New York Times
bestselling author Hannah Howell traverses the embattled border between England and Scotland, where two warring families prolong centuries of discord…
Storm Eldon was first caught up in the war between England and Scotland as a young girl, when she and her family were held hostage by their sworn enemies, the MacLagans. Years later, Storm finds herself trapped in the clutches of her Scottish adversaries once again. Now she must fight to preserve her loyalties, guard her virtue, and resist the charms of Tavis MacLagan, her handsome Highland captor…
Praise for Hannah Howell and her Highland novels
“Few authors portray the Scottish highlands as lovingly or colorfully.” —Publishers Weekly
“Another classic.” —Romantic Times
A cool wind blew across the battlements, nipping at the skirts of the women gathered there to watch the men of Hagaleah ride off to battle. As they had so often in the past, they were riding to meet the Scots, most particularly the clans MacBroth and MacLagan, ancestral enemies of the Eldons of Hagaleah and the Fosters of Fulaton. The rising sun reflected off their armor as they rode away across the moors to do as their fathers had done and their fathers before them, on into the mists of time.
Lord Eldon’s wife sighed, mostly in envy and anticipation of a long, boring wait for the men to return. She was his second wife, a young girl from a prominent Sussex family. Lady Mary Eldon was beautiful, spoiled and heedless. Having grown up in the verdant, peaceful south, she had little understanding of the constant state of warfare along the border or the danger of raids. In her mind the battle would be as a tournament, something glorious and exciting.
“I intend to watch that battle, Hilda. I see no reason for us to be marooned here.” Hilda stared at her mistress in amazement. “My lady, you cannot. Think of the danger.”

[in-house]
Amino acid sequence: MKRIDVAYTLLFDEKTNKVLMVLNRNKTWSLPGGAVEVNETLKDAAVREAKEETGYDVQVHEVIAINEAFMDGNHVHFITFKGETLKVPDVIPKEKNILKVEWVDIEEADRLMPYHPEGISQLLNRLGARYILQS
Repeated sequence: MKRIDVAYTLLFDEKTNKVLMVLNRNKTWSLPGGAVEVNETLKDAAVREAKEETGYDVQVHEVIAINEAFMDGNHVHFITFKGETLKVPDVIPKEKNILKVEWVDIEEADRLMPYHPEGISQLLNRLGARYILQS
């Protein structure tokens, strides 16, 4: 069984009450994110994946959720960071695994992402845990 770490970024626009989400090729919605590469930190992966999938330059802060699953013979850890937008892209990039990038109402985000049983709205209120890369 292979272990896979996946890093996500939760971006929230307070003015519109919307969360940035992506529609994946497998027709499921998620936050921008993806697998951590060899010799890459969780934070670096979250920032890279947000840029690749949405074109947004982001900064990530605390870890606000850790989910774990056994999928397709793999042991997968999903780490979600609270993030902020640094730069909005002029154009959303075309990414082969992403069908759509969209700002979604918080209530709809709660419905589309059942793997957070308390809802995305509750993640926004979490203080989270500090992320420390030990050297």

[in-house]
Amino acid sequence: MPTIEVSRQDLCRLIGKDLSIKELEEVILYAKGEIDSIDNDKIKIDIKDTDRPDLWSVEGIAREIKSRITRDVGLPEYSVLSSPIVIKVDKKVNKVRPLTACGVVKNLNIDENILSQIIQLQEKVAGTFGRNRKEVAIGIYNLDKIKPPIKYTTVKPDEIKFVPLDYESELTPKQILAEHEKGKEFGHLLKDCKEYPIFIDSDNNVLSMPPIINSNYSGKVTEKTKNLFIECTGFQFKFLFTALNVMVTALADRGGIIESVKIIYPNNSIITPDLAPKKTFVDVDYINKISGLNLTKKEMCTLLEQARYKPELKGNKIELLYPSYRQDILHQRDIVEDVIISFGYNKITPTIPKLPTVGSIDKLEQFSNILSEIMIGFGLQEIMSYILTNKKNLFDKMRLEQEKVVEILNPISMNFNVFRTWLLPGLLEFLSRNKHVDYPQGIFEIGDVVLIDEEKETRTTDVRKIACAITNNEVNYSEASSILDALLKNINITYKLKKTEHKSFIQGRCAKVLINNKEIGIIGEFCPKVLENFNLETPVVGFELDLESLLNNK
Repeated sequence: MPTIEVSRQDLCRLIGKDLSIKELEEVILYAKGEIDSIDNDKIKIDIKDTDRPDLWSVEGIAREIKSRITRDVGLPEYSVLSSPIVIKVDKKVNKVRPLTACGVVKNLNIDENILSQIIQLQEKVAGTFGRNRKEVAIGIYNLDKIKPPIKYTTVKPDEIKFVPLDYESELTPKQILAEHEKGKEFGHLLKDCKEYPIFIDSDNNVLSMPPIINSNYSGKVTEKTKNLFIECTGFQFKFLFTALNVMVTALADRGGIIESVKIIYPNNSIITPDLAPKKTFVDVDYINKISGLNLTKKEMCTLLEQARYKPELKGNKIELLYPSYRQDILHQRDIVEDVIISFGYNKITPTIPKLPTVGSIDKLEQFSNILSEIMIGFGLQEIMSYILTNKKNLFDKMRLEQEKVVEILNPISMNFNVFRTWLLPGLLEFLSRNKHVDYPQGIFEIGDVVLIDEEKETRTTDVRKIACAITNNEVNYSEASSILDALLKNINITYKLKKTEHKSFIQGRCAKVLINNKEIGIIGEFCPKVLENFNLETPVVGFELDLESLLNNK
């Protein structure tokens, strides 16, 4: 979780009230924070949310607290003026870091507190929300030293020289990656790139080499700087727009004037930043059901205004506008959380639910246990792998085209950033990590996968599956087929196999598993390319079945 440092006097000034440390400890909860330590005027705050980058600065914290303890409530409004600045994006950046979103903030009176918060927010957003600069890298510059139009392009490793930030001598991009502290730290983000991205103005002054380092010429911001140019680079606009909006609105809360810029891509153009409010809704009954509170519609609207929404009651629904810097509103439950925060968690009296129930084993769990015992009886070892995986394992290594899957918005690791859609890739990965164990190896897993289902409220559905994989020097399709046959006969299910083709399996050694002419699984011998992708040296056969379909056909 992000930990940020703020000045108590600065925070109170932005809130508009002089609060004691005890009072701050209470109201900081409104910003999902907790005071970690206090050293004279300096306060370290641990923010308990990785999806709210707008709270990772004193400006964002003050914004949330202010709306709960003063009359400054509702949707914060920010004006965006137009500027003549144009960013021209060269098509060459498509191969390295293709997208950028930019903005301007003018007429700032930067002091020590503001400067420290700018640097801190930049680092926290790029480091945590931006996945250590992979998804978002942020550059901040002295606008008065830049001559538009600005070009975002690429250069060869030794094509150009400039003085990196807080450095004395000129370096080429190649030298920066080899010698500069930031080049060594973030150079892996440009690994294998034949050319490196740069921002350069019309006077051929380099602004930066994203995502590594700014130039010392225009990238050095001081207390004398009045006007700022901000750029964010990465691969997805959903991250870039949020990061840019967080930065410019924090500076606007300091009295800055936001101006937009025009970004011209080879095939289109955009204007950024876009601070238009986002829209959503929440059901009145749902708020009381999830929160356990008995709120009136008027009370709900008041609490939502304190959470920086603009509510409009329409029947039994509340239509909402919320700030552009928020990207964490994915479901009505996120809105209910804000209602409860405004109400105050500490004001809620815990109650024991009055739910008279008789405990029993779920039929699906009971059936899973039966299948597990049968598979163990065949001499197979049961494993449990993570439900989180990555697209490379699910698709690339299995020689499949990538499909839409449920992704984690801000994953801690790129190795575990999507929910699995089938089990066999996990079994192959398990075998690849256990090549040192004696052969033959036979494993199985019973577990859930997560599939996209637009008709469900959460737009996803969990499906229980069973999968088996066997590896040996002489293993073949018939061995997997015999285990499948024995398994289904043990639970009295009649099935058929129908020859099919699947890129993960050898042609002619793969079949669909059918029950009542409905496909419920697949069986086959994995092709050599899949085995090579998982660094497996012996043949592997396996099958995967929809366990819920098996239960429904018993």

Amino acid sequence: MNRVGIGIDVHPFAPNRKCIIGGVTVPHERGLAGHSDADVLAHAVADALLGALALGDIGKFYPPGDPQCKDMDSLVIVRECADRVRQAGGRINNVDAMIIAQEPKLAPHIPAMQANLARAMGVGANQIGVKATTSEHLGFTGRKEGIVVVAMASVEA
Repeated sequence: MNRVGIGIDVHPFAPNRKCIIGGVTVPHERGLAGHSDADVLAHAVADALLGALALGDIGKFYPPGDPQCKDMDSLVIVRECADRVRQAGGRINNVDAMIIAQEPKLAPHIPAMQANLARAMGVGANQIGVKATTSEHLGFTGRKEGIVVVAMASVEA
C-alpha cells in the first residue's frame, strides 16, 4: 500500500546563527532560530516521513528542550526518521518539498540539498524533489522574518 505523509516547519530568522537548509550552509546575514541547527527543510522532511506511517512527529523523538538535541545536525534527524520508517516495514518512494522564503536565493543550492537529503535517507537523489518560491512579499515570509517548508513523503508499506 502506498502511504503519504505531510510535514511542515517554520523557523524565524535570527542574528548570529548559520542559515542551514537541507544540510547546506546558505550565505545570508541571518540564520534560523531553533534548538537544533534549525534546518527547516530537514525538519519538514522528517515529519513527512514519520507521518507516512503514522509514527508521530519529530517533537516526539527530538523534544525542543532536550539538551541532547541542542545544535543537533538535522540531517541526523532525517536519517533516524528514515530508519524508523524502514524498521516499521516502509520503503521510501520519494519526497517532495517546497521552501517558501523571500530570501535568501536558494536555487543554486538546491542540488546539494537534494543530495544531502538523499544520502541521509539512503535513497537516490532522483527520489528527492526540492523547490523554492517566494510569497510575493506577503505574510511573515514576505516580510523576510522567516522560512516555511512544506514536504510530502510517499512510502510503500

“Nonsense. There is a wellcovered knoll within sight of where the battle shall take place.”
She turned and proceeded back into the keep, her small retinue at her heels frantically trying to talk her out of her rash plan yet not make her angry. Lady Eldon’s anger was swiftly becoming legendary. She did not like opposition of any sort, as many of the keep’s servants had discovered to their cost. None of those following the headstrong Lady Eldon wished to lose their privileged positions.
To their horror, the lady’s cousin, soon to wed Lord Foster’s heir, also thought the idea a good one. The unthinking young ladies were turning the venture into a picnic. Mary ordered food to be packed and even instructed the nursemaids to bring the children, six in all, including Lord Eldon’s two by his first wife. The hope that the few men left behind would stop Lady Eldon vanished quickly as servants scurried to hitch up carts and open the gates. A sizable entourage was soon heading for the knoll overlooking the battlefield. Only the older servant women and Lord Eldon’s eldest child, a daughter, remained somber. The other women, lady and servant alike, and children began to act as if on an outing to the fair.
Little Robin Foster, a plump boy of eight with blond curls, tugged at Storm’s braid, thinking yet again that the color was an odd one, rather like marigolds in that it was a red that was near to orange. “Why must we stay here? Cannot we sit with the ladies, Storm?”
Storm looked at the boy from her height of two years’ seniority, her amber eyes scornful. “No. ’Tis safer here. We can hide amongst the bushes if need be. This is a foolish move for my new mother to make. We should be tucked up in the castle, not frolicking within the grasp of the Scots.”
“But the Scots will be fighting down below, sister,” piped up Andrew, her sixyearold brother, his fiery red curls thrashing in the breeze. “I should like to see our father in battle.”
“Aye, and we would be seen too. We with our hair as bright as any beacon.